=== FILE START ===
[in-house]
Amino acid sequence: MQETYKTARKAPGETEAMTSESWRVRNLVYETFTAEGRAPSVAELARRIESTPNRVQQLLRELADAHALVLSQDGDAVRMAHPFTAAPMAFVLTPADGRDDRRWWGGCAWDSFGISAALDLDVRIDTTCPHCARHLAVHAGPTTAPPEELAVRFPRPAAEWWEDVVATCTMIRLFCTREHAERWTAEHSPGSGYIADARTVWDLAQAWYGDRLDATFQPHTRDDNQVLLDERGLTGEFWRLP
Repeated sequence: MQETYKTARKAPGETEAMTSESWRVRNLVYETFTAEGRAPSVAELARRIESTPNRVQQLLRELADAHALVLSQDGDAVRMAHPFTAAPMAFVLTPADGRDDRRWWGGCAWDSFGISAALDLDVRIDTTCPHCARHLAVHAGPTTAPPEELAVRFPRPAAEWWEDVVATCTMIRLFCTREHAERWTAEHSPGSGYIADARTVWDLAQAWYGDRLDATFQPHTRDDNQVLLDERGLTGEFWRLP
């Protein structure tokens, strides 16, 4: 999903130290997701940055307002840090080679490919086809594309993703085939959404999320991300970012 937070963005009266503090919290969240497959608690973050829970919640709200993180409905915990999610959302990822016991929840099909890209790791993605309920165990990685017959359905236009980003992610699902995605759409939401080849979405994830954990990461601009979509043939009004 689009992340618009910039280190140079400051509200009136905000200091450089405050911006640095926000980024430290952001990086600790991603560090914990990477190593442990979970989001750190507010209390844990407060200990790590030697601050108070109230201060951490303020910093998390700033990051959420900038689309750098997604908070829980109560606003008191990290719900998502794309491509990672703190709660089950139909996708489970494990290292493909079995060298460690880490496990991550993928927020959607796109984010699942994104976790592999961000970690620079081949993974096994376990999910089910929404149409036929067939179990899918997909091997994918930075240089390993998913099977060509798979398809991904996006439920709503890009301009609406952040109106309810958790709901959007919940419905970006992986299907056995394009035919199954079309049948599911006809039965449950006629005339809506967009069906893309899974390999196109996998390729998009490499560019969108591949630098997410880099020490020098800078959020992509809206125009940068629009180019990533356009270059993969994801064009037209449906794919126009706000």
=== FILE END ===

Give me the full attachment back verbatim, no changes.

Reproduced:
[in-house]
Amino acid sequence: MQETYKTARKAPGETEAMTSESWRVRNLVYETFTAEGRAPSVAELARRIESTPNRVQQLLRELADAHALVLSQDGDAVRMAHPFTAAPMAFVLTPADGRDDRRWWGGCAWDSFGISAALDLDVRIDTTCPHCARHLAVHAGPTTAPPEELAVRFPRPAAEWWEDVVATCTMIRLFCTREHAERWTAEHSPGSGYIADARTVWDLAQAWYGDRLDATFQPHTRDDNQVLLDERGLTGEFWRLP
Repeated sequence: MQETYKTARKAPGETEAMTSESWRVRNLVYETFTAEGRAPSVAELARRIESTPNRVQQLLRELADAHALVLSQDGDAVRMAHPFTAAPMAFVLTPADGRDDRRWWGGCAWDSFGISAALDLDVRIDTTCPHCARHLAVHAGPTTAPPEELAVRFPRPAAEWWEDVVATCTMIRLFCTREHAERWTAEHSPGSGYIADARTVWDLAQAWYGDRLDATFQPHTRDDNQVLLDERGLTGEFWRLP
């Protein structure tokens, strides 16, 4: 999903130290997701940055307002840090080679490919086809594309993703085939959404999320991300970012 937070963005009266503090919290969240497959608690973050829970919640709200993180409905915990999610959302990822016991929840099909890209790791993605309920165990990685017959359905236009980003992610699902995605759409939401080849979405994830954990990461601009979509043939009004 689009992340618009910039280190140079400051509200009136905000200091450089405050911006640095926000980024430290952001990086600790991603560090914990990477190593442990979970989001750190507010209390844990407060200990790590030697601050108070109230201060951490303020910093998390700033990051959420900038689309750098997604908070829980109560606003008191990290719900998502794309491509990672703190709660089950139909996708489970494990290292493909079995060298460690880490496990991550993928927020959607796109984010699942994104976790592999961000970690620079081949993974096994376990999910089910929404149409036929067939179990899918997909091997994918930075240089390993998913099977060509798979398809991904996006439920709503890009301009609406952040109106309810958790709901959007919940419905970006992986299907056995394009035919199954079309049948599911006809039965449950006629005339809506967009069906893309899974390999196109996998390729998009490499560019969108591949630098997410880099020490020098800078959020992509809206125009940068629009180019990533356009270059993969994801064009037209449906794919126009706000």